If you or a loved one has been a victim of abuse or negligence, you might be entitled to compensation for your pain and suffering. If you feel you may have a valid care home claim, call 0800 678 1410 or request a call back to receive a free consultation with a legal adviser.
Examples of care home negligence claims
Care home negligence can take many different forms. The most common scenarios leading to care home claims include:
Pressure ulcers and pressure sores
Care home residents who spend a lot of time in bed or in a wheelchair are at elevated risk of developing bed sores. These can cause much pain and suffering and lead to severe and life-threatening complications such as cellulitis, sepsis, abscesses, or bone and joint infections.
Once pressure sores develop, they heal very slowly and sometimes never heal completely. Failure to prevent them by regular repositioning, using cushions and mattresses that relieve pressure, keeping the skin clean and dry, and other measures might entitle you to make a care home negligence claim.
Medication and prescription errors
Most care home residents rely on staff to receive their daily medication. Giving a patient the wrong dosage or medicine can have severe and even fatal consequences. Examples of medication and prescription errors include:
- Administering the wrong medication to a resident
- Forgetting to administer the prescribed dose
- Giving the wrong dosage of a prescribed medicine
- The administration of any medicine that is not prescribed
- Wrong dose interval or extra dose given
- Wrong administration route
- Administration of a drug to which the resident had a known allergy
- Using a medicine past its expiry date
If you or a loved one suffered an injury or illness due to a medication error, you could be able to claim compensation for care home negligence.
Falls and handling errors
Every care home should take extra protective measures to prevent residents from falling. Care home residents may be vulnerable to injuries due to:
- Insufficient monitoring or supervision of vulnerable patients
- Lack of bed rails, grab bars, walking frames and other mobility aids
- Failure to secure them in their bed at night
- Staff lacking the proper training and technique to lift patients
- Poor housekeeping, such as wet floors or hazards left in walkways
A fall in a care home can have serve consequences for the elderly, such as broken bones, dislocated joints and brain trauma. While most accidents can be avoided with proper care, not all falls are due to negligence. To find out if you are eligible for a care home claim, you should seek legal advice as soon as possible following an accident.
Neglect and abuse
Occasionally, care home staff might abuse their position of authority and treat residents in an abusive manner. Care home abuse may take many forms, including physical, mental and sexual abuse. In some cases, especially if the victim suffers from a cognitive disorder such as Alzheimer’s disease, it can be very hard to detect.
You may be able to claim for:
- Physical harm, such as hitting or using physical restrains
- Inappropriate sexual behaviour
- Mental tormenting like ridiculing and patronising
- Wrongful administration of medicine deliberately
- Purposeful exclusion from visits or activities
- Controlling a resident’s activities against their will
- Insulting the resident’s appearance or intelligence
- Denying medical care when needed
- Being denied food or water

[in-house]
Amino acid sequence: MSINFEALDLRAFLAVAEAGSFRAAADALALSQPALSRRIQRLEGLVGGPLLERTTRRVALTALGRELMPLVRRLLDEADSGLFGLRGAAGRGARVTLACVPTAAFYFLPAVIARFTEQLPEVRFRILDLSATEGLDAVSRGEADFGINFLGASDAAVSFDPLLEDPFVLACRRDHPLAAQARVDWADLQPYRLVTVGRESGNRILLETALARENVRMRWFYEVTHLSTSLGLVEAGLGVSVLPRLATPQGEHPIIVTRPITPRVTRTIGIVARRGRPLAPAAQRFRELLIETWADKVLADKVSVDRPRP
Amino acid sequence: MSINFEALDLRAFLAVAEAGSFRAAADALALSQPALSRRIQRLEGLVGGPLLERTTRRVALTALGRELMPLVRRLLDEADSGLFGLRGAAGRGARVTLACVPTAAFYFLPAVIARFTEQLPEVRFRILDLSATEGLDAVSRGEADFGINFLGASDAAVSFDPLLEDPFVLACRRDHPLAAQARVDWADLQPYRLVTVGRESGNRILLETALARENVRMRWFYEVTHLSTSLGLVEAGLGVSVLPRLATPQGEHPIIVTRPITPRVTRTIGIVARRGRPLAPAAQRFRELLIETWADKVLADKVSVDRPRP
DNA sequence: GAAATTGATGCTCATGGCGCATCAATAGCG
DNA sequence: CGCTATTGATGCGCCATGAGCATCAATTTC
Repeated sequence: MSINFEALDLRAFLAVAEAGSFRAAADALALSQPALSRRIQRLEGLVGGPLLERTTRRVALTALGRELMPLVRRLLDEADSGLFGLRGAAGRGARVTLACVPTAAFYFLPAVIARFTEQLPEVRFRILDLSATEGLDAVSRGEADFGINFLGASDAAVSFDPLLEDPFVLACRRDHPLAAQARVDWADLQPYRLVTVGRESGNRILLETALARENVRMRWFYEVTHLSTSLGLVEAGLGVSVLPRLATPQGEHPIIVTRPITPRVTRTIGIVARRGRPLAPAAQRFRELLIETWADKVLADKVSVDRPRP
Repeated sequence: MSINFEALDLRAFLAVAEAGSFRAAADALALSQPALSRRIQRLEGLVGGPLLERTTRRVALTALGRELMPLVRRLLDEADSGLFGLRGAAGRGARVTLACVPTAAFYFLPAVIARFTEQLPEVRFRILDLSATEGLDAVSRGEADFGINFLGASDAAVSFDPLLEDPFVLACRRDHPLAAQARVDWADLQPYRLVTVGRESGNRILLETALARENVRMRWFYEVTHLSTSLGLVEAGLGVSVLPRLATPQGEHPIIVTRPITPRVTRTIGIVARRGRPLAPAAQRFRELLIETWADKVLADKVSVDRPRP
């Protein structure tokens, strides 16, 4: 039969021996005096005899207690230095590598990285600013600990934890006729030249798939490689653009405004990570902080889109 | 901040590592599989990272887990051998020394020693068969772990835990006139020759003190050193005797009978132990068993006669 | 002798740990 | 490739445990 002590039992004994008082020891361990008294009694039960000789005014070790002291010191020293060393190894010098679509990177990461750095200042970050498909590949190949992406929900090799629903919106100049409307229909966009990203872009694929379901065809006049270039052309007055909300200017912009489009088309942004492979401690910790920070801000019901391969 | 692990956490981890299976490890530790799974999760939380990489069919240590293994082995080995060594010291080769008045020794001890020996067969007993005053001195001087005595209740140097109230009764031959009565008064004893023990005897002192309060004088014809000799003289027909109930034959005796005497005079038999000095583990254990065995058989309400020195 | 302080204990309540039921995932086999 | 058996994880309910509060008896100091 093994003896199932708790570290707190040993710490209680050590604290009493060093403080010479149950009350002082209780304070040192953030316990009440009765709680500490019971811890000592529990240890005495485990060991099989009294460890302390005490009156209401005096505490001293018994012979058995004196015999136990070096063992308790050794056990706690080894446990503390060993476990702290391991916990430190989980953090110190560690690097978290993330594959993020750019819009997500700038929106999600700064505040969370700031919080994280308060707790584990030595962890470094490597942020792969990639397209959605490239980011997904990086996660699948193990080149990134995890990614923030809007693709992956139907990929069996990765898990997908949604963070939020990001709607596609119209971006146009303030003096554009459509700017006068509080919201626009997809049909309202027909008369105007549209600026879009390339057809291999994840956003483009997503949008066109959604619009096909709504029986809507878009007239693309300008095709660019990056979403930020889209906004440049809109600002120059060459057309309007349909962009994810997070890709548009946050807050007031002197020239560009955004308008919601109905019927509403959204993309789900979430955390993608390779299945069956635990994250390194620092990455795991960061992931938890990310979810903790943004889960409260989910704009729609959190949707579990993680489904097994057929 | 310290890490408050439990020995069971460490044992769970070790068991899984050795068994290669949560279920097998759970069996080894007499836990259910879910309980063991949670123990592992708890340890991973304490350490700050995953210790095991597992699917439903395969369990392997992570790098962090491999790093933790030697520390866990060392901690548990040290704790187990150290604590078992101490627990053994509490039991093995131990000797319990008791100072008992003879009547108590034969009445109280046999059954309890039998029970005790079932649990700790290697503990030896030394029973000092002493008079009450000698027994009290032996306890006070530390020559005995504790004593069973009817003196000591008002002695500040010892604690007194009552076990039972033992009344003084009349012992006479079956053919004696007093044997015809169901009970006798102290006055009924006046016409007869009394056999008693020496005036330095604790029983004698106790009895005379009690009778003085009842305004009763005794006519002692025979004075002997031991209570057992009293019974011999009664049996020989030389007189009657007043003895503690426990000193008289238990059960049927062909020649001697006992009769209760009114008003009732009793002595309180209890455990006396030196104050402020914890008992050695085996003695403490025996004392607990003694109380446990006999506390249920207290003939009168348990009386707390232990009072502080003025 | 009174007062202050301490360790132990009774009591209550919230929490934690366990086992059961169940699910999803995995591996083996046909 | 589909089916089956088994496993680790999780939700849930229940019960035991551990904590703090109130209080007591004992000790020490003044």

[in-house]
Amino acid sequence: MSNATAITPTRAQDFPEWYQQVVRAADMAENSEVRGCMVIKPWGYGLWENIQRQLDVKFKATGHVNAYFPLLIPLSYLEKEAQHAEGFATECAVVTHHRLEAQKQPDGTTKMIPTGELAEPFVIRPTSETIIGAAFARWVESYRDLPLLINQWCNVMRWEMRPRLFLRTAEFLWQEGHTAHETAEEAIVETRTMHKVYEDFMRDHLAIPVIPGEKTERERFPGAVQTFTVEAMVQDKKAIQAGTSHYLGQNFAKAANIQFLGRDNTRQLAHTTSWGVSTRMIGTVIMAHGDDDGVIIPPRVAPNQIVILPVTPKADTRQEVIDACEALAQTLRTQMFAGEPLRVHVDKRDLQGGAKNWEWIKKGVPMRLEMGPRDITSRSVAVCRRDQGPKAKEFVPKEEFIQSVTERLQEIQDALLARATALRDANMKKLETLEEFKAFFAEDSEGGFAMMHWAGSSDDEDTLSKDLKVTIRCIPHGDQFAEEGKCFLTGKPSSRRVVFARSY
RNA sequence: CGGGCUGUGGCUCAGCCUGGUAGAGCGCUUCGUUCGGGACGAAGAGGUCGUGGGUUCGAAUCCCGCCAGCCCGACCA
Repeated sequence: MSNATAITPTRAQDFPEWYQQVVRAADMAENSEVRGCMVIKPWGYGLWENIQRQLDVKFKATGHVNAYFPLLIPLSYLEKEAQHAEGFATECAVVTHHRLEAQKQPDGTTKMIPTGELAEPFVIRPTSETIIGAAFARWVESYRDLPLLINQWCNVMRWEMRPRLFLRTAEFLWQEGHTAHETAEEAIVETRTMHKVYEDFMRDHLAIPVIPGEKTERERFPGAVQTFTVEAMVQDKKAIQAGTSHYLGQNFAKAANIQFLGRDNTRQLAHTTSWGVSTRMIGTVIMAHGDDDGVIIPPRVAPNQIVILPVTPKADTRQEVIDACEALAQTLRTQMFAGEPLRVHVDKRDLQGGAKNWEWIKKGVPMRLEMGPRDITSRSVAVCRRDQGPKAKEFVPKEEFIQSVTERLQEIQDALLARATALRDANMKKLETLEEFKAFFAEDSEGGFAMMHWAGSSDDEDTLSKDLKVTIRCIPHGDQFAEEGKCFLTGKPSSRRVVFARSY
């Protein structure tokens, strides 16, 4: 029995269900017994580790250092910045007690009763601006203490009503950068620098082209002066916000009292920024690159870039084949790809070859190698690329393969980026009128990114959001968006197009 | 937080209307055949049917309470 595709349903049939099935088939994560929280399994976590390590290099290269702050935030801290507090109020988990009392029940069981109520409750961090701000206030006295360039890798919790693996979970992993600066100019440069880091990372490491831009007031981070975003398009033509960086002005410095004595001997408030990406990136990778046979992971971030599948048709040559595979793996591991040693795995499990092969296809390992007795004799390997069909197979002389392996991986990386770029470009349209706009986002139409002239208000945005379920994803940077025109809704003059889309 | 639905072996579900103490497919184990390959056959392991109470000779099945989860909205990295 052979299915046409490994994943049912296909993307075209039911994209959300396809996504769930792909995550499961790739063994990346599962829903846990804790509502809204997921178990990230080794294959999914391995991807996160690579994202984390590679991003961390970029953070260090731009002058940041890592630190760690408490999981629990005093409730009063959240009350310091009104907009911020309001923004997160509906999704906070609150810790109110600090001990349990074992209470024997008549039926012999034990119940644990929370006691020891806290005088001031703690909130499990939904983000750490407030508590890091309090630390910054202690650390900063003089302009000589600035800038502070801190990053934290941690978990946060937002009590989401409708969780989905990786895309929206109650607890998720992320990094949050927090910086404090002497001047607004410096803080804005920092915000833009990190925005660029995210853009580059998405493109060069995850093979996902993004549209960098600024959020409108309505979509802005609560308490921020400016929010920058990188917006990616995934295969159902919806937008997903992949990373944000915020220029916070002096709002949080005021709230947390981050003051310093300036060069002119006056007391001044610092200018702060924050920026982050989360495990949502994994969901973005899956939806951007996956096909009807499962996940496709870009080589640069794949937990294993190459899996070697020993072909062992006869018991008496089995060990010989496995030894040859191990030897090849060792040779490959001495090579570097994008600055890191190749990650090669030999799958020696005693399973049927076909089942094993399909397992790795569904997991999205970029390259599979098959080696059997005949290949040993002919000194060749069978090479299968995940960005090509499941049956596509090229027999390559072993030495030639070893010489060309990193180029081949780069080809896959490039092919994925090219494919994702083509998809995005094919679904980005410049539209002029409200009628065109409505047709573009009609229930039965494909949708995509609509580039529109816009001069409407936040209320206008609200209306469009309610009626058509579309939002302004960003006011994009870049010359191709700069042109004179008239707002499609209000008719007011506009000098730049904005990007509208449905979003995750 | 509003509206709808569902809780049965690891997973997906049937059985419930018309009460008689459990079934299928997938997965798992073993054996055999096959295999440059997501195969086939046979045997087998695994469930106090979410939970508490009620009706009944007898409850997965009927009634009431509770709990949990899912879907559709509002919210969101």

- Poor living conditions and personal hygiene
- Contracting MRSA and other bacteria infections due to neglect
Care home abuse can be incredibly traumatising for the victim, as well as for their friends and family members. Making a care home claim on behalf of your loved one can help you focus on supporting your loved ones while your solicitor will work to get you the compensation you deserve.
Regardless of your circumstances, you should contact an experienced solicitor as soon as possible if you believe you have a case for care home negligence. Even if your experience was not listed here, a solicitor will ask you a few questions to help understand your situation and determine if they are able to help.
To start your claim, speak to a trained legal adviser by calling 0800 678 1410 for a free consultation.
Is there a difference between care home abuse and neglect?
Although the words abuse and neglect are sometimes used interchangeably and are both associated with the physical and emotional well-being of a person, they do have different meanings.
Abuse is the misuse of power and trust to deliberately harm a person, both physically and psychologically. According to the World Health Organisation, one in six people aged 60 years or older experience some form of abuse.
There are several types of care home abuse, including:
Physical abuse is the intentional use of force against a care home resident. It includes hitting, shoving, kicking or using physical restraints. Such acts may be committed against any individual, but those with neurodegenerative disorders such as Alzheimer’s disease are at higher risk. Signs of physical abuse include:
- Cuts and lacerations
- Burns or bruises
- Head injuries
- Broken bones
- Dislocated joints
Besides the actual injuries, some warnings that your loved one might be the victim of abuse are:
- Repeated hospitalisation for the same or similar injuries
- Delayed medical care for an injury
- Poor explanations of how they suffered the injury
- Visits to different emergency rooms to avoid suspicion
Without proper medical attention, physical abuse can lead to severe injuries and even death. If you have any suspicion of care home abuse, seek legal advice as soon as possible.
Sexual abuse occurs when a care home resident experiences any form of forced or non-consensual sexual contact, touching or groping. This can lead to physical harm and severe psychological trauma. Warning signs of sexual abuse include:
- Bruised genital or inner thighs
- Bleeding or pain in the anus or genitals
- Difficulty walking or sitting
- Pelvic injuries
- New infections or sexually transmitted diseases
- Depression, anxiety and abrupt mood changes